Even after retiring from a 45-year teaching career at Biloxi schools, Della McCaughan still makes science a fun subject for students to learn.
McCaughan was a guest speaker Monday for Project WetKids, an out-of-school program for middle school students in the Pascagoula School District. During her presentation, McCaughan covered a variety of scientific topics from electromagnetism to fossils and marine biology.
“The more you know, the more you’re capable of sharing your knowledge and you are more at ease with presenting it,” said McCaughan. “Teach the students and notice their responses. Know that when they ask you questions, you’ll be able to answer them or ask them questions that lead to the answers.”
Once named Mississippi Teacher of the Year, McCaughan has taught many students over the years, including 2007 Nobel Peace Prize co-recipient Dr. Virginia Burkett. Burkett, a Biloxi native who serves as chief scientist for Global Change Research at the U.S. Geological Survey, credits McCaughan for her love of science and nature.
Over her many years of teaching, McCaughan has collected scientific artifacts from all around the world. During her presentation, she explained the source of each artifact, giving the students a hands-on approach to learning. McCaughan encouraged the students to investigate each artifact and ask questions.
Frances Hawkins, a sixth-grade student at Trent Lott Middle School and a Project WetKids participant, said she thought McCaughan’s presentation was fun. “My favorite was the dinosaur fossils, but I liked when she showed us how things floated and how the electricity could work without the wires,” Hawkins said.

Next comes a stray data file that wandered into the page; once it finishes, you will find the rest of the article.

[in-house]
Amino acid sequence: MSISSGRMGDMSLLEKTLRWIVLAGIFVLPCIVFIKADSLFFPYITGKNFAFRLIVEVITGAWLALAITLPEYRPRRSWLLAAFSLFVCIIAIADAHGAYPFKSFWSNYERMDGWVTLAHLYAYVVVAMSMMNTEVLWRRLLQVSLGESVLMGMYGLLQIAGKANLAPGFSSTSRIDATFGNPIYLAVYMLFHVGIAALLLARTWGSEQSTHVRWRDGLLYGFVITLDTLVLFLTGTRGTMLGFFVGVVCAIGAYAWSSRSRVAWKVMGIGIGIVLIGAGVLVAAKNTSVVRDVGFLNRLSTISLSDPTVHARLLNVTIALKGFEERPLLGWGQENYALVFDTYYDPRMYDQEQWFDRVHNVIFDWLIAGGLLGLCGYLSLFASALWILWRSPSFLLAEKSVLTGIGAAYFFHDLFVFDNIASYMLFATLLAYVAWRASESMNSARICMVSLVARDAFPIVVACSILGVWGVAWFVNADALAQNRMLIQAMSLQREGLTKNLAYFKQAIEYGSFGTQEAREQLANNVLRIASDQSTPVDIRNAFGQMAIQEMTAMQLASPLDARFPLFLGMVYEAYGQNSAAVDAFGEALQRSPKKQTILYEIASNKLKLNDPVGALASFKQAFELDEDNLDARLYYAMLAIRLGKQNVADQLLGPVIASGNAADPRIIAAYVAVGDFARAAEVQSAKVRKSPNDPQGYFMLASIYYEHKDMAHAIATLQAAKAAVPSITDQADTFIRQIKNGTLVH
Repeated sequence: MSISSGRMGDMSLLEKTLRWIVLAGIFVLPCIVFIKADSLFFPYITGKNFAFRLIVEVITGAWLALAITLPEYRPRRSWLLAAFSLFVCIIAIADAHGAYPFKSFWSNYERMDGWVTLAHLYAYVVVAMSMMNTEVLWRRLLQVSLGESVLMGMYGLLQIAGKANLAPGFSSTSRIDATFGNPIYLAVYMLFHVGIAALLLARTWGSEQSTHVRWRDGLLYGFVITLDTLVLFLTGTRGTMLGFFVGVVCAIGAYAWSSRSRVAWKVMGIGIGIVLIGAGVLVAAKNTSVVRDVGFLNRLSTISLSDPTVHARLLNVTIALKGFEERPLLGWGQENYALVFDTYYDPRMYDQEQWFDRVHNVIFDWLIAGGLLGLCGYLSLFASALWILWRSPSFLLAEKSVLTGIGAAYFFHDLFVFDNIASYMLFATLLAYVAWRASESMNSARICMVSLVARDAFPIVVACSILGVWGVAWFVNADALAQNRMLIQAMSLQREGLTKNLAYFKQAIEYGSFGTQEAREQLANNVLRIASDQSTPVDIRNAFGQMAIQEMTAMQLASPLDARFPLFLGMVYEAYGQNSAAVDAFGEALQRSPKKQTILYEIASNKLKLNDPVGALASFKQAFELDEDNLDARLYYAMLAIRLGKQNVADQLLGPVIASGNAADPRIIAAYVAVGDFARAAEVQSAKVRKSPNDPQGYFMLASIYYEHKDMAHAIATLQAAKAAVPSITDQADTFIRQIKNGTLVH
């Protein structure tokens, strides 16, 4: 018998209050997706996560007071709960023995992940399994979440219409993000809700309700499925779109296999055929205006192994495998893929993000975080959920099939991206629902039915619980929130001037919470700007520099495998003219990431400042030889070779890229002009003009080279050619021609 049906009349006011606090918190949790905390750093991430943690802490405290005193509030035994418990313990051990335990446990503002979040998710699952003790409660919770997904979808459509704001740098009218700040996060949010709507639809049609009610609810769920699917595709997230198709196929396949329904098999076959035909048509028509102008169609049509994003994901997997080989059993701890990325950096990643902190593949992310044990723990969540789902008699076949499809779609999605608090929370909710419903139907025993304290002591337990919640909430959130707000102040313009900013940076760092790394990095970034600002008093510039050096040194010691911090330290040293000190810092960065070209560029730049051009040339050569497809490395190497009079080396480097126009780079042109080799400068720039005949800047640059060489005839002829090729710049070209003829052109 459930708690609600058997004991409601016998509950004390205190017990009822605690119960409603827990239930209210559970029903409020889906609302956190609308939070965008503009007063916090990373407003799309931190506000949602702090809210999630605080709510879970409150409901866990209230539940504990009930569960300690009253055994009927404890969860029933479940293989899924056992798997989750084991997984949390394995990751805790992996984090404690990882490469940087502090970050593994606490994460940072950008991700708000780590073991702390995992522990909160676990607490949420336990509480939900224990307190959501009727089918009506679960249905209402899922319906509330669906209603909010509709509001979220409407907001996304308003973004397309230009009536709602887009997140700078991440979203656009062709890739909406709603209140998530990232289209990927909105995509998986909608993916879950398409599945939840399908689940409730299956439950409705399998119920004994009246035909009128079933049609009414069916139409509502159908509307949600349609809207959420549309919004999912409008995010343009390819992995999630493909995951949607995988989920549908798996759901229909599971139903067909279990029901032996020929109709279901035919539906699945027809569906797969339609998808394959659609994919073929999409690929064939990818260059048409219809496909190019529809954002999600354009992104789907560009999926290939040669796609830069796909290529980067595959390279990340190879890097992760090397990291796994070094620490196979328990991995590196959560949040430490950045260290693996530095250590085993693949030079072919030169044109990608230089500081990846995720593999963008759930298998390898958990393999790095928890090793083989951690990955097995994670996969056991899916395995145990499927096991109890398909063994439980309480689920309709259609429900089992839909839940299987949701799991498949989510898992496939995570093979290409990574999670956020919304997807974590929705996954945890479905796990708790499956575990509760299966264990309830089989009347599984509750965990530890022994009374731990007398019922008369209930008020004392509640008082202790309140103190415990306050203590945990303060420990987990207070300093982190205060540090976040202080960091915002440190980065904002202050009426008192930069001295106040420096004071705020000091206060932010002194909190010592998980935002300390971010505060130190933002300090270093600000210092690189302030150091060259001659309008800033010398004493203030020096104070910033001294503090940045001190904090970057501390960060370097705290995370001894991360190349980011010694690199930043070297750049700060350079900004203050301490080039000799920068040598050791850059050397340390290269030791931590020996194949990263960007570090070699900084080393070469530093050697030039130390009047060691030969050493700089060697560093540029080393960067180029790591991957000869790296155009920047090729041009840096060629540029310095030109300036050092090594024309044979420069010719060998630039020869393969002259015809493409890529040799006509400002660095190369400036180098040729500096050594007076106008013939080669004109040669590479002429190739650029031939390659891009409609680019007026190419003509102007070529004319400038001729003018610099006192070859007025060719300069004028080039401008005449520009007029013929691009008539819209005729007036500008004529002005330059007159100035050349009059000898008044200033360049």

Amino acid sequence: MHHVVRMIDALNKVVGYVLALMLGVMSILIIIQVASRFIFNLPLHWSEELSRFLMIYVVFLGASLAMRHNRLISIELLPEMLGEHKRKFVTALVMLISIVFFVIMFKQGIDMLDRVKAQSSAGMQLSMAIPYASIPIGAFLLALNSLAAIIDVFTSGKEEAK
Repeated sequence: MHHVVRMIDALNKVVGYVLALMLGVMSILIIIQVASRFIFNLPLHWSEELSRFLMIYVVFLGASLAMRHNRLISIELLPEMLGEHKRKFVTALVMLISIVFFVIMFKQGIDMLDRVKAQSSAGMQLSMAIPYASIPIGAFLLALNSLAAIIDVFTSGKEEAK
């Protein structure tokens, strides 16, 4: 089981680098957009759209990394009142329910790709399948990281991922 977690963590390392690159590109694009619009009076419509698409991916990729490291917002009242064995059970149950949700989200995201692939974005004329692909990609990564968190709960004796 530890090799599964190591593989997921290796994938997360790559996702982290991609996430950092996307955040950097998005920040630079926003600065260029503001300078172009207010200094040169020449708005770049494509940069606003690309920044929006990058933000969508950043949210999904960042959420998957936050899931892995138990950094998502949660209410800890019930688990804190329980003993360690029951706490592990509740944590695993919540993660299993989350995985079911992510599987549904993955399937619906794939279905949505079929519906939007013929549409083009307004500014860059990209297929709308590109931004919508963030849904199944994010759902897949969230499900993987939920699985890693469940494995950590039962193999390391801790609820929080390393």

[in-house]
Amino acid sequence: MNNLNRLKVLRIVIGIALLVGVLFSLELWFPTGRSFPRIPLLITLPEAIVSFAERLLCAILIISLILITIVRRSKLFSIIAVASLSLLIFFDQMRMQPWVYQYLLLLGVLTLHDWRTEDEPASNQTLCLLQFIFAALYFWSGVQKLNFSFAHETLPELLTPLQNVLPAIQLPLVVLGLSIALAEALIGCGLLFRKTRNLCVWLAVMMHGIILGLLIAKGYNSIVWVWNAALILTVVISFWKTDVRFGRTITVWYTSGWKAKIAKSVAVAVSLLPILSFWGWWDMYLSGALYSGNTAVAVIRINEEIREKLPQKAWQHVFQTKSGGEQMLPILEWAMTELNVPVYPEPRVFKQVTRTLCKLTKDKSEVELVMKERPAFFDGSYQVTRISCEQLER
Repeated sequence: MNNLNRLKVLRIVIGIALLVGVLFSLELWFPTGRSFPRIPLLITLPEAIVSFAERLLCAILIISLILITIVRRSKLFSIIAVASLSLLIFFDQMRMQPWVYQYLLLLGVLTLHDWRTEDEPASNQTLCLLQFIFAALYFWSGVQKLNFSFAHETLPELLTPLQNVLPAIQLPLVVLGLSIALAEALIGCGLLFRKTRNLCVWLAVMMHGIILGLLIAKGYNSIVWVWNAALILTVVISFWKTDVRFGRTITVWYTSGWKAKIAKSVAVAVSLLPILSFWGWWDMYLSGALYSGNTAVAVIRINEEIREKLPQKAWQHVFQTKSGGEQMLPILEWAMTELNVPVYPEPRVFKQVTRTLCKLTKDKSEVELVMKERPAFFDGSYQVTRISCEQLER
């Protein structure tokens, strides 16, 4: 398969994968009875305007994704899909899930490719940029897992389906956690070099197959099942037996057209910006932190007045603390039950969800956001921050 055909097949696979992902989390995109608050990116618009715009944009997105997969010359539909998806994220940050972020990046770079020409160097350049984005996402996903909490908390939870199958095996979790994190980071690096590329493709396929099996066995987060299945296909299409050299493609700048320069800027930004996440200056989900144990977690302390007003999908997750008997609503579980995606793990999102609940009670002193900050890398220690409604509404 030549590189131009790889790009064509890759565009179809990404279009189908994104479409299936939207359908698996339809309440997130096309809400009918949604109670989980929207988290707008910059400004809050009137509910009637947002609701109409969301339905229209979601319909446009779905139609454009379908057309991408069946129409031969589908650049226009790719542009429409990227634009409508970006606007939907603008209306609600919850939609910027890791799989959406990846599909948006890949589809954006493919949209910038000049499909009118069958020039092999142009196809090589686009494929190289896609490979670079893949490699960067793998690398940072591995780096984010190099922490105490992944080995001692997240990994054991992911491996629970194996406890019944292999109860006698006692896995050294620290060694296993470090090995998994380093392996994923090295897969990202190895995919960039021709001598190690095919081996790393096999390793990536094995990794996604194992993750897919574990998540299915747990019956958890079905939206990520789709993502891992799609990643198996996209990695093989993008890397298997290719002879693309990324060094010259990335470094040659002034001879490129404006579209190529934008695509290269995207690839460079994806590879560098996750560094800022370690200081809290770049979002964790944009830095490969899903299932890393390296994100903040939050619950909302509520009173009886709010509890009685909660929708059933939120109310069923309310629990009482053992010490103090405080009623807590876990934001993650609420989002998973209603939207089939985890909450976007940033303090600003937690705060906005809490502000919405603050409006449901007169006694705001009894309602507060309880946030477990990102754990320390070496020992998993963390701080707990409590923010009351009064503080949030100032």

Project WetKids was created through a partnership with The University of Southern Mississippi, ChevronTexaco, Audubon Mississippi, Northrop Grumman Ship Systems, Mississippi Naturalists and Stennis Space Center. The program is funded through an $800,000 grant from the National Science Foundation’s Academies for Young Scientists program. Dr. Julie Cwikla, an associate professor of mathematics education at Southern Miss Gulf Coast, is leading the partnership.
The National Science Foundation awarded 16 grants nationwide through its Academies for Young Scientists program. Southern Miss was the recipient of the only grant awarded in the Southeast.
Retired teacher Della McCaughan, left, shows middle school students from the Pascagoula School District her collection of marine biology artifacts from around the world. McCaughan, who retired after teaching for 45 years in Biloxi Schools, inspired the students to make science fun. The students belong to the program Project WetKids, which was created through a partnership with The University of Southern Mississippi, ChevronTexaco, Audubon Mississippi, Northrop Grumman Ship Systems, Mississippi Naturalists and Stennis Space Center. The program is funded by the National Science Foundation. (Southern Miss Public Relations photo by Charmaine Williams)
About The University of Southern Mississippi
The University of Southern Mississippi, founded in 1910, is a comprehensive doctoral and research-extensive university fulfilling its mission of being a leading university in engaging and empowering individuals to transform lives and communities. In a tradition of leadership for student development, Southern Miss is educating a 21st century work force providing intellectual capital, cultural enrichment and innovation to Mississippi and the world. Southern Miss is located in Hattiesburg, Miss., with an additional campus and teaching and research sites on the Mississippi Gulf Coast; further information is found at www.usm.edu/gulfcoast .